The block system is about tossing out these overly rigid concepts and giving users power over their content. The job of plugins and themes is to define the framework the user is operating under. They set up some rules to more or less keep things from breaking, but the users get to strap themselves into the driver’s seat. Their destination is their own.

The block would have been far more well-rounded if users could control all of the content in the box. Ideally, they could put whatever blocks they wanted into the “content” area of the Feature Box block. The design would match their theme better too.

A couple of weeks ago, I wrote a post titled You Might Not Need That Block. The premise was that users could recreate some blocks with the current editor and that themers could make this easier by offering patterns.

I knew replicating this particular block would be impossible without at least a little custom code. WordPress’s editor does not have a feature for offsetting a block’s position.

A theme author could easily duplicate this functionality. Typically, I would create a custom pattern, complete with all the existing pieces in place. However, I wanted to approach this with custom block styles. This would allow end-users to select the content offset from the sidebar and switch it around if needed.

Note: For those who wish to learn how to create custom block styles, Carolina Nymark’s tutorial is the best resource.

The Cover block made an ideal candidate for this. Because it has an existing “inner wrapper” element, it meant that I could target it with CSS and move it around. The following is a screenshot of the Offset Left style I created:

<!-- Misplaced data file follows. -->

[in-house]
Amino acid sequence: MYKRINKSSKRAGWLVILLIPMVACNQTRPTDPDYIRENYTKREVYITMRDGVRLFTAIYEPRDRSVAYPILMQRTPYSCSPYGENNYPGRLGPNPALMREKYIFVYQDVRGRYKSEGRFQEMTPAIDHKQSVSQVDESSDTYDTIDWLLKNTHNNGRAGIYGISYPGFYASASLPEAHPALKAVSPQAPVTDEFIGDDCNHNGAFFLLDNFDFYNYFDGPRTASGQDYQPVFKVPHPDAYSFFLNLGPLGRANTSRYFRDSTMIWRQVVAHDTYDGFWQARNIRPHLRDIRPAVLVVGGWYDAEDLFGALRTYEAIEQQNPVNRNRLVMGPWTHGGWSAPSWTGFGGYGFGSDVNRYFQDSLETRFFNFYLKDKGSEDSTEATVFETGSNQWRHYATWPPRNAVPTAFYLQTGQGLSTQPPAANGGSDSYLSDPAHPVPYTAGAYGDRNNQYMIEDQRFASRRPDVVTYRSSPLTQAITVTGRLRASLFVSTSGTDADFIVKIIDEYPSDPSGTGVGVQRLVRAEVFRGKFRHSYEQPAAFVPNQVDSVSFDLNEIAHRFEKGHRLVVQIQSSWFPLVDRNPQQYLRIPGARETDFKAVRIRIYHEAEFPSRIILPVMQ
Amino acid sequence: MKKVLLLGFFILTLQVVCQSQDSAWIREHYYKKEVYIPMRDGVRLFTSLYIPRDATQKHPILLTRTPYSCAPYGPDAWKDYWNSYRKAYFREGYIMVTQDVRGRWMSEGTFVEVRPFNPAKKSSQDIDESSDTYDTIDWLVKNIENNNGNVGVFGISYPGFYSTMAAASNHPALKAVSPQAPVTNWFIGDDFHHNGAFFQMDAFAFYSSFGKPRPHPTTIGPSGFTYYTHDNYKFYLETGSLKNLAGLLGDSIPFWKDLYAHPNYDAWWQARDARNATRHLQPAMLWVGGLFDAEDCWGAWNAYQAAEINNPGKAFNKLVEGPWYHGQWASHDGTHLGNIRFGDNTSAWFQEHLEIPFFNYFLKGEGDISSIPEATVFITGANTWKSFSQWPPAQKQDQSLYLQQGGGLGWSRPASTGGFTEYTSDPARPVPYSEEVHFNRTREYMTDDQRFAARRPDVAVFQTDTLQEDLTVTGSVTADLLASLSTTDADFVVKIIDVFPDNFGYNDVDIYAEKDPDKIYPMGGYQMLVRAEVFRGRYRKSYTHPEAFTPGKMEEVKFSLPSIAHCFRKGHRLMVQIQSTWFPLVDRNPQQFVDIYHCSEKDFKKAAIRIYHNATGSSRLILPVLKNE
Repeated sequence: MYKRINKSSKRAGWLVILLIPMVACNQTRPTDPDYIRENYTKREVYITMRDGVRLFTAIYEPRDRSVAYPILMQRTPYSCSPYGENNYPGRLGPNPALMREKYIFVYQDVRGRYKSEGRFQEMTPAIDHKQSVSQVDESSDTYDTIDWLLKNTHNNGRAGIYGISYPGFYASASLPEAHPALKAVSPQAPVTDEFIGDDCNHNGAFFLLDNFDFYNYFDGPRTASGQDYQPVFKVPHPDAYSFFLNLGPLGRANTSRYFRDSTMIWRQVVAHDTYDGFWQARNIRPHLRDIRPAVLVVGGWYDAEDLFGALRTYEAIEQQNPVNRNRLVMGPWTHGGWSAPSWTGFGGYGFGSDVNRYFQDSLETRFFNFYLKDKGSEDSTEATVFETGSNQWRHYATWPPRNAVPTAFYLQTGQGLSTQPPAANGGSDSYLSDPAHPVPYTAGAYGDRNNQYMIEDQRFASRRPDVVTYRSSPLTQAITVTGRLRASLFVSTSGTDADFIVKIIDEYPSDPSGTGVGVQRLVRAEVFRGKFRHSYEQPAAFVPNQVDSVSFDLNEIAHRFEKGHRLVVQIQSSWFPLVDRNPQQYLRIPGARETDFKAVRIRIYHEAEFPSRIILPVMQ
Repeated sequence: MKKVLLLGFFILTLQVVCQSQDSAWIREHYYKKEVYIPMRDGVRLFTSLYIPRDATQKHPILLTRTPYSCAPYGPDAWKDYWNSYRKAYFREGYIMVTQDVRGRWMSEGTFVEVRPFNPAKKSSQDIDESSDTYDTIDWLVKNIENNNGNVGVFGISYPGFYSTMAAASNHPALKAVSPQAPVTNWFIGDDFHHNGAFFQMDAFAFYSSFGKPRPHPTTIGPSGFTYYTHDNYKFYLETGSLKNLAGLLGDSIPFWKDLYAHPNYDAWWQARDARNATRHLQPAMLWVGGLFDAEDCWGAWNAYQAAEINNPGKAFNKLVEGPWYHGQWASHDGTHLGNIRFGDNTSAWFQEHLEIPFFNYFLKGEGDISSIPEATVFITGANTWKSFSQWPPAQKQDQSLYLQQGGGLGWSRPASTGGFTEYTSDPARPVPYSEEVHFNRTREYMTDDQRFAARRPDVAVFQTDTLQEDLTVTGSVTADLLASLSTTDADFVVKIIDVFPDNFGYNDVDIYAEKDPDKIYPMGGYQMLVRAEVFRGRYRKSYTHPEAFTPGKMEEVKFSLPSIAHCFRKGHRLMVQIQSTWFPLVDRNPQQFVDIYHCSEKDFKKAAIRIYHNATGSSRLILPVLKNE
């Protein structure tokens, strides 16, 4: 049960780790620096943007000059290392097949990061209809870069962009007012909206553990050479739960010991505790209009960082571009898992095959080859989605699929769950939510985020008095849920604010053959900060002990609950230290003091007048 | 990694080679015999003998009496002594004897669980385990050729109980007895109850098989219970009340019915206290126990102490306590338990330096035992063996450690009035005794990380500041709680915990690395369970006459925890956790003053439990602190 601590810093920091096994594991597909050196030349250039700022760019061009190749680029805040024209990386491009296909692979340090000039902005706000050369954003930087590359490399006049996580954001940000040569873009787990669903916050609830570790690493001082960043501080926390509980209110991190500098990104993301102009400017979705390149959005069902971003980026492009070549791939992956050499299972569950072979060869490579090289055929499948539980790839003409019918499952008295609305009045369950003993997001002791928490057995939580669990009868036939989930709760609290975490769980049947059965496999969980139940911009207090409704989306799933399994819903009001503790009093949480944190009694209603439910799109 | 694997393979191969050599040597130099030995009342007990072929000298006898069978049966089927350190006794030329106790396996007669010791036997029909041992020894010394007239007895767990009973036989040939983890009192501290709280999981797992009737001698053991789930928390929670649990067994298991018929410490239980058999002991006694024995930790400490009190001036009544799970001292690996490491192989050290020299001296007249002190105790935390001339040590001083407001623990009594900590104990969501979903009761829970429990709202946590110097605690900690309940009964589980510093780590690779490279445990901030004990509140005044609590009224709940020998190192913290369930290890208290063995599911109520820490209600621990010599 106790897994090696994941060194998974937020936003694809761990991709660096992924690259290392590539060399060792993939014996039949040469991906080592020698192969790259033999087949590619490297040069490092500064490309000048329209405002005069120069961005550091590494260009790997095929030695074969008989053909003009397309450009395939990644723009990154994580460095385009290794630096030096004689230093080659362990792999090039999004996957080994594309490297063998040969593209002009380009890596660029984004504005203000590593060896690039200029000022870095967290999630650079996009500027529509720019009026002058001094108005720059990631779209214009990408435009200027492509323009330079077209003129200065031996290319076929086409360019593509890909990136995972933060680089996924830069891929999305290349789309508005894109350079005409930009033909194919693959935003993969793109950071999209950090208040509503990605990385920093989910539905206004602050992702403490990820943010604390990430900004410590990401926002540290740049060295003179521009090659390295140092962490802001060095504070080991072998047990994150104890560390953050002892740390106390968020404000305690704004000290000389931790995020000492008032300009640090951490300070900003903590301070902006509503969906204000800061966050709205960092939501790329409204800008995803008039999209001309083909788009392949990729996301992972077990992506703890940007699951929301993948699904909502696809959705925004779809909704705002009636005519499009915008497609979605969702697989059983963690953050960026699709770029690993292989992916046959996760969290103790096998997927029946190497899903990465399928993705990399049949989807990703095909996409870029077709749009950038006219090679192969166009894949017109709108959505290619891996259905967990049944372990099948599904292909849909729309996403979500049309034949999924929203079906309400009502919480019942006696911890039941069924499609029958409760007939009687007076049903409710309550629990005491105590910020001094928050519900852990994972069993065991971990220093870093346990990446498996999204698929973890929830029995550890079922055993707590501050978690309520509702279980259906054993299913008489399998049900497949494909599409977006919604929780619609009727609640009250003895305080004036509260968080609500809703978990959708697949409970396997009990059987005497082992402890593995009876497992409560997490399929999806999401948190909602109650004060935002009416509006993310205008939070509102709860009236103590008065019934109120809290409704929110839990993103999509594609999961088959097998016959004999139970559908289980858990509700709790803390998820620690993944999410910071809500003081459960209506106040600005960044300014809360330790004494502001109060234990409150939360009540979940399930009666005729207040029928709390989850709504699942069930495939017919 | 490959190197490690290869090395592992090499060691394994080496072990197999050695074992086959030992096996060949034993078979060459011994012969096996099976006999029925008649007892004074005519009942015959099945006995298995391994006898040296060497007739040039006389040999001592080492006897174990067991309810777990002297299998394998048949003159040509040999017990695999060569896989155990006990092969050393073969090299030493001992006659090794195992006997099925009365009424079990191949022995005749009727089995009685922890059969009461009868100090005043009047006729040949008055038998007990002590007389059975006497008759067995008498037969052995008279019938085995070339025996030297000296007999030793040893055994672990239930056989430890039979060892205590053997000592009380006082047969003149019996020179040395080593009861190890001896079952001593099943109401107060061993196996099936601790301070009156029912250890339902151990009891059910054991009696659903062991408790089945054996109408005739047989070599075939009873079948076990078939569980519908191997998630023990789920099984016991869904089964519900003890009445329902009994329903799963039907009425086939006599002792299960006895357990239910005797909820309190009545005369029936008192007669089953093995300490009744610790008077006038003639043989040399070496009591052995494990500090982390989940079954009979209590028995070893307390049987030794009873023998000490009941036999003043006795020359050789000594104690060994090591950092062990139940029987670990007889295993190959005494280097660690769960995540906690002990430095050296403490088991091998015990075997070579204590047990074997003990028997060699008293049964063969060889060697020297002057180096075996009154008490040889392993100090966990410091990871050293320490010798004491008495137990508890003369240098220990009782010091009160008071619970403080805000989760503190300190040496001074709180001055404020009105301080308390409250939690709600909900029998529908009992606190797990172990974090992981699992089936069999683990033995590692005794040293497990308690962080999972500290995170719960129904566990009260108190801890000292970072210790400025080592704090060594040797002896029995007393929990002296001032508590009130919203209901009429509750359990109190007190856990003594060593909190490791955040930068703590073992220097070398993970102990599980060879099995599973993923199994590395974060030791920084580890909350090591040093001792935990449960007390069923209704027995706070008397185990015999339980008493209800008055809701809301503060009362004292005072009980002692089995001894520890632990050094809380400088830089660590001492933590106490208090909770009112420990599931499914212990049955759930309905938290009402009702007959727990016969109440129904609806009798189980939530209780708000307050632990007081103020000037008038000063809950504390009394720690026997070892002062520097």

Offset Left Cover block style.

I simply replicated the code and changed a few values to create an Offset Right style immediately after. The code is available as a GitHub Gist. It is a simple proof-of-concept and not a polished product. There are various approaches to this, and several Cover block options are left unhandled. Theme authors are free to take the code and run with it.

These block styles looked far better because they matched my theme. Everything from the spacing to the border-radius to the button looked as it should.

Offset Left and Right block styles.

The big win was that I had design control over every aspect of the content box. I could select the button style I wanted. I could change my font sizes. The default spacing matched my theme as it should.

The problem I ran into with the block style method is allowing users to control the content box’s background color. The Feature Box plugin wins in the user experience category here because it has an option for this. The block style I created inherits its background from the Cover block parent. It may not be immediately obvious how to change it.

The other “problem” with the block style is that it does not handle wide and full alignments for the Cover block. That is because I did not take the experiment that far, only replicating the plugin’s layout. I will leave that to theme designers to tinker around with. There are many possibilities to explore; don’t wait for me to provide all the ideas.